At the bottom of the inside of the case we have where the power supply sits. Here you will find an adjustable lever which helps to secure PSUs of varying sizes. Next up are the 5.25" bays again but more specifically, the tool-less solution provided. Simply insert the drive through the front and it clicks into place. To remove, simply push the button that pops up after pushing the drive in. Also of note, we have a total of four 5.25" drive bays which is definitely plenty. Lastly, we have the mesh top panel removed from the case as well as the front panel. To remove the front panel, you simply push the tabs on the inside of the case to loosen it and once all the clips are free, it's off.

 

 

 

Pictured next are the set of side panels. Both panels are essentially the same and come off the case by pushing down on both the outer levers and pulling the panel towards you. To replace, you simply fit the bottom into the grooves and push the panel 'till it clicks. In the next image we have a closer look at the tool-less solution for 3.5" devices. Lastly, we have the bag that came inside the case.

 

 

 

Included in the bag is a stop sign that tells you to not return the product to the store if you have a problem. Here also is the manual as well as the keys to the case, hardware and a total of eight zipties. Its great to see that Corsair has graciously provided three fans with the case, two of which are 200mm white LED fans and one of which is a 120mm fan. The front 200mm fan is used as an intake while the other 200mm fan and 120mm fan are exhaust. Not much is revealed about these fans as there are no specifications on them.

 

 

Finally, we are at the build phase of the review. I could have achieved better wire management but my PSU's 8-pin CPU power wouldn't reach from behind the motherboard so it had to be brought in from the front. With all the provided holes in the tray it was easy to find places to route the wires. This made for a clean and neat appearance as well as going towards improving airflow. Also shown is the back of the motherboard tray where the excess wires are all routed and tied. Next is the front of the case with the computer running. It is blue right now simply due to the PSU and heatsink fans having blue LEDs. At this point you're probably noticing that I do not have a second fan on my push-pull configuration CPU heatsink. This is due to the top 200mm fan not allowing enough clearence to fit the other 120mm heatsink fan. Sadly, the only thing Corsair failed to do was make their 200mm fan reversible otherwise I would have simply installed the fan on the other side of the panel.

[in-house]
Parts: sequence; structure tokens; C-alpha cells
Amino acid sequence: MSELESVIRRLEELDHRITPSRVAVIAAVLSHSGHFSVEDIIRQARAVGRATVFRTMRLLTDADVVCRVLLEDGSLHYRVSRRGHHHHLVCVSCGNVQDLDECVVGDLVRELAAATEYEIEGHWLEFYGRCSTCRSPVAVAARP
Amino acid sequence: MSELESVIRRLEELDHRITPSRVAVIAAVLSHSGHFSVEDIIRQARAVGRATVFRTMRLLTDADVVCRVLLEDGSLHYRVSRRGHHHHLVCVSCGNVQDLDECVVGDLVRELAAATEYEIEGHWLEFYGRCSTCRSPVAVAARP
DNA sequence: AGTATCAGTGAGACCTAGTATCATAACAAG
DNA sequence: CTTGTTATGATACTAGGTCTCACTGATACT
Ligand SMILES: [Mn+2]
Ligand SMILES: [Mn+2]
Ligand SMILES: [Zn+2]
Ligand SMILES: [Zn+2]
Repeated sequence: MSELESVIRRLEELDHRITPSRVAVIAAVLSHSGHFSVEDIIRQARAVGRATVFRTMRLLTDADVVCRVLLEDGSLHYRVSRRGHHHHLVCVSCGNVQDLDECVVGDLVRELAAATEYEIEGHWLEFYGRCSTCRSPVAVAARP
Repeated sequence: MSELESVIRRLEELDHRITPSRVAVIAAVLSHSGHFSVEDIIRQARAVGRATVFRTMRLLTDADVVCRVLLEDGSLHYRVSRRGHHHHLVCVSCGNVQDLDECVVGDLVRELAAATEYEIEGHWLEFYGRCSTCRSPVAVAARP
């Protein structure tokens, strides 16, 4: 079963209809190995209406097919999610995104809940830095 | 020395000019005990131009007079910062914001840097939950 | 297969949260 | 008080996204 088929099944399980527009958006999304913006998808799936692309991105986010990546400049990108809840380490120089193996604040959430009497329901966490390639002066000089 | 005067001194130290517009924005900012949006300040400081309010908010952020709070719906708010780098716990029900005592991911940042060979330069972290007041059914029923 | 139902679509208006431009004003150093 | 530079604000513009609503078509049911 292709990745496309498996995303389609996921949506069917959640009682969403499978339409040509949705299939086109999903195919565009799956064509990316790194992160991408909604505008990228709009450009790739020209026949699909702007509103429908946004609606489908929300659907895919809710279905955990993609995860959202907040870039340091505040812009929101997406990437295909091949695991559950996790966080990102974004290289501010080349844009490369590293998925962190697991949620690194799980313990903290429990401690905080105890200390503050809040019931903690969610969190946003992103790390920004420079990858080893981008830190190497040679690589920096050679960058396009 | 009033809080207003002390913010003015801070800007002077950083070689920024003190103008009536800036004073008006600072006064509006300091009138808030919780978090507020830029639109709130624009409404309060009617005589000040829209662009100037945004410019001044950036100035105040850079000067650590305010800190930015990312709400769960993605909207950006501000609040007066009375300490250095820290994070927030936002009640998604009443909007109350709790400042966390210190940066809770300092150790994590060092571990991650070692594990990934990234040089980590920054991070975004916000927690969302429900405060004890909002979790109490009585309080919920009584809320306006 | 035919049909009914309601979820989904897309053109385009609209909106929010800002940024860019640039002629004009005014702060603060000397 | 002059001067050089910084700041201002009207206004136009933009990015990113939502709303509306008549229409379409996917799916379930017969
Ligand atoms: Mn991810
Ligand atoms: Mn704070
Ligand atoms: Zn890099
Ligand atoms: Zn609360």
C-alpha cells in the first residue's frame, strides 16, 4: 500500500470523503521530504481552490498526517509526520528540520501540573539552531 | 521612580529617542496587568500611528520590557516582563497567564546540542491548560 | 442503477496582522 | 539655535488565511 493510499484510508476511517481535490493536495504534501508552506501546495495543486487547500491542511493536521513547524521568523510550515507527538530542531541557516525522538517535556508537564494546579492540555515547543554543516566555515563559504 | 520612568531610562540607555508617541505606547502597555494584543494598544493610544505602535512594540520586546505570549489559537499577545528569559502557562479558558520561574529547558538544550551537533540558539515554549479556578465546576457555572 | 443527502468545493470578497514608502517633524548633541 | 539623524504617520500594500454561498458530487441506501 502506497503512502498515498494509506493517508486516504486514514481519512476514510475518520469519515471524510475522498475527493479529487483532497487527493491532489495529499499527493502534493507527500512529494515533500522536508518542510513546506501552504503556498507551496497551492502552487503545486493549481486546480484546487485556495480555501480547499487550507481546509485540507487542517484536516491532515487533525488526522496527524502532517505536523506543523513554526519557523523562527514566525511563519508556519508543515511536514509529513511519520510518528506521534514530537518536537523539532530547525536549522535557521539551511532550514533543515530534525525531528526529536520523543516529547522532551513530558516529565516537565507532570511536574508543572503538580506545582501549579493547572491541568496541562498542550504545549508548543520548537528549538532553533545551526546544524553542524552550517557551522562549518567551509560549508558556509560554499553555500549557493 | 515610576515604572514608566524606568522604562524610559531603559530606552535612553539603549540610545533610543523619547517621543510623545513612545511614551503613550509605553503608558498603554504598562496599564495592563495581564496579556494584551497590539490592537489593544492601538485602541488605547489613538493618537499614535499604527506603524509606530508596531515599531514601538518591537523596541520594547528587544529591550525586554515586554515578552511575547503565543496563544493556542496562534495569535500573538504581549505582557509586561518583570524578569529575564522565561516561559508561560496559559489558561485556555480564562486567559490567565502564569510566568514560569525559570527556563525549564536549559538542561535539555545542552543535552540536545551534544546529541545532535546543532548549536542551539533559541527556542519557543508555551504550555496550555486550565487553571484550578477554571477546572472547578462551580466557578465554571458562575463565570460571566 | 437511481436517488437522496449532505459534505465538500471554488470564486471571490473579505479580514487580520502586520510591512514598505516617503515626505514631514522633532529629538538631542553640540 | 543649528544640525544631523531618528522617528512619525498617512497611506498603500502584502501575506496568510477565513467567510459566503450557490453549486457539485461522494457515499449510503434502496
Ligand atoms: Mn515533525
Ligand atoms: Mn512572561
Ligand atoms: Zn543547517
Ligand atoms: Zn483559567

So one little disappointment in the default configuration of the case here but really, that isn't so bad. If you were to add in two 120mm fans here instead, this will work out. It isn't too much of a pain really and the rest of the features really speak for the case and overshadow this one shortcoming. Hey, it's crammed full of features but how well does the case perform? Let's read on and find out.




  1. Introduction & Closer Look
  2. Closer Look (The Case)
  3. Closer Look (The Working Components)
  4. Specifications and Features
  5. Testing: Setup and Configuration
  6. Conclusion